Case Reports in Endocrinology

Case Reports in Endocrinology / 2020 / Article

Case Report | Open Access

Volume 2020 |Article ID 4249067 |

Soji Toda, Hiroyuki Iwasaki, Nobuyasu Suganuma, Yoichiro Okubo, Hiroyuki Hayashi, Katsuhiko Masudo, Hirotaka Nakayama, Munetaka Masuda, "Occult Thyroid Carcinoma without Malignant Thyroid Gland Findings during Preoperative Examination: Report of Three Cases", Case Reports in Endocrinology, vol. 2020, Article ID 4249067, 6 pages, 2020.

Occult Thyroid Carcinoma without Malignant Thyroid Gland Findings during Preoperative Examination: Report of Three Cases

Academic Editor: John Broom
Received20 Dec 2019
Accepted25 Mar 2020
Published10 Apr 2020


Occult thyroid carcinoma preceded by clinical manifestations and findings from extrathyroidal tumors is rare. The lack of malignant findings in the thyroid during the preoperative examination makes diagnosis difficult. We encountered a 71-year-old man with a primary ectopic thyroid carcinoma causing superior vena cava syndrome. Although no malignant findings were found in the thyroid gland, biopsy of bone metastases led to the diagnosis of thyroid cancer. HE staining of bone metastases revealed nuclear features of papillary carcinoma, and immunostaining was positive for thyroglobulin and PAX-8. The second case involved an 84-year-old man with a mediastinal tumor and suspected thyroid cancer because of high thyroglobulin levels in blood. The pathological tumor finding was papillary thyroid cancer. The last case was that of a 56-year-old woman lacking preoperative thyroid examination malignant findings, but with cervical lymph node metastasis. The thyroglobulin level of the lymph node puncture fluid was useful for preoperative diagnosis. We performed total thyroidectomy plus bilateral modified neck dissection. Pathology revealed a 1 mm papillary carcinoma in the left lobe. All of these cases were difficult to diagnose. However, we combined the results of various tests such as radiographic imaging, blood tests, and immunohistological tests to diagnose our patients.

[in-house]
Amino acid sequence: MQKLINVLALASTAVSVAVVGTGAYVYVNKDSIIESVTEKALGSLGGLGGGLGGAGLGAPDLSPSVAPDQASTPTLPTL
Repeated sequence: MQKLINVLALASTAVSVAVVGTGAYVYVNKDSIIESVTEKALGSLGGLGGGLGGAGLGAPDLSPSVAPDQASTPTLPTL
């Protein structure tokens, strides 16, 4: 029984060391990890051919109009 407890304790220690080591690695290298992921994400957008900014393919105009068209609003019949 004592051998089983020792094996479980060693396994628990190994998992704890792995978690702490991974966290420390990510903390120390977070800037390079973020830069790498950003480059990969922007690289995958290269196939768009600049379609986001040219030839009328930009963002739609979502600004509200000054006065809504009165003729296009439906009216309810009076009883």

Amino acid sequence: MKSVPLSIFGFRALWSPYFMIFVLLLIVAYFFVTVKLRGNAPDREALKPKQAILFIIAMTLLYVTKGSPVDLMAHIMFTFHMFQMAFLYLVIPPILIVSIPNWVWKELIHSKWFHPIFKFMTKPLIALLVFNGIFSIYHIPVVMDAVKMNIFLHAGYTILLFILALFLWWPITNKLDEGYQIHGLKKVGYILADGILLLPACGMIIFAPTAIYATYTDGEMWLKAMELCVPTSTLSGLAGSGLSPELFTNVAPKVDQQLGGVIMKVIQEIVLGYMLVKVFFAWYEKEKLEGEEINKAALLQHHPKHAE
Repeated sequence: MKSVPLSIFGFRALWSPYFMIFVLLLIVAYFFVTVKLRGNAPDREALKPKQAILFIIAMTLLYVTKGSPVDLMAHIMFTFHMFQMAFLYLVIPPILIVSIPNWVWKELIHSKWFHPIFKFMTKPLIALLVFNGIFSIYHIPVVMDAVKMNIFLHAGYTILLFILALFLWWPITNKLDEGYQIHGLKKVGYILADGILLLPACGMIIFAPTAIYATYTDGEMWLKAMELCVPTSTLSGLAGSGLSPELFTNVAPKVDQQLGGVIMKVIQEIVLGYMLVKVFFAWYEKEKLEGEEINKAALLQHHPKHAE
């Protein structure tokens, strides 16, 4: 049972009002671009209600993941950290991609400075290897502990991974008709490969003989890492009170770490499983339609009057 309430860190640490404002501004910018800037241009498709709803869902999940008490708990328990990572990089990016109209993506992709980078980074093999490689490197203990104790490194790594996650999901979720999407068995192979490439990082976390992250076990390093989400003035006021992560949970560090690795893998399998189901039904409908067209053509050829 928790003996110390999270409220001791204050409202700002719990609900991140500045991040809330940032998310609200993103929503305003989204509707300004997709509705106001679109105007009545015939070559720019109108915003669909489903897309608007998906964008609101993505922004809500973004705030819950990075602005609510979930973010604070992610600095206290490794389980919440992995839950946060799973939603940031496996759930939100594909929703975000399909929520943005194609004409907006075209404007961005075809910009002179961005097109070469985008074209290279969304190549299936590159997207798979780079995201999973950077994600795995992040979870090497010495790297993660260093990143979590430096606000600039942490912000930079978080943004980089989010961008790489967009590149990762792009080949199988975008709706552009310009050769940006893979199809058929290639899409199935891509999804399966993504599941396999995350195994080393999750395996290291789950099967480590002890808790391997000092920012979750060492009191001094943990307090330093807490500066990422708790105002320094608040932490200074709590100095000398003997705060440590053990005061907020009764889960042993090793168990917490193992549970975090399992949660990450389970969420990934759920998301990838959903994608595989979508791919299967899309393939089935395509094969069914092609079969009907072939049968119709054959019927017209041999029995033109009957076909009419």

1. Introduction

Papillary thyroid cancer is the most common thyroid cancer and is likely to metastasize to the cervical lymph nodes often found in a thyroid mass. However, some thyroid cancers do not show malignant findings in the thyroid during preoperative examinations. These occult carcinomas are rare, and their diagnosis is difficult. In this paper, we report the cases of three patients with occult thyroid cancer preceded by clinical manifestations and findings from extrathyroidal tumors.

2. Case Presentation

Case 1 is a 71-year-old man who had facial edema for 9 months. He had jugular venous distention and eyelid edema. An enhanced computed tomography (CT) scan showed a 27 mm lump on the right side of the upper mediastinum, stenosis of the superior vena cava, and dilation of surrounding collateral vessels (Figure 1(a)). We diagnosed the patient as presenting superior vena cava syndrome due to superior mediastinal tumor.

Positron emission tomography-computed tomography (PET-CT) showed accumulation in the upper mediastinal tumor (SUVmax = 5.18), the left 1st and 4th ribs (SUVmax = 5.48), and lumbar vertebrae L1 and L2 (SUVmax = 7.64), but no hot spot in the thyroid (Figure 1(b)). A bone biopsy of the lumbar vertebrae revealed atypical epithelial cells with a follicular structure and nuclear groove on HE staining, and immunostaining was positive for thyroglobulin and PAX-8 (Figure 2), indicating the presence of a bone metastasis of papillary thyroid carcinoma.

Cervical ultrasonography showed no obvious malignancy in the thyroid. Tumor markers and thyroid function tests were almost normal without thyroglobulin elevation (103 ng/mL).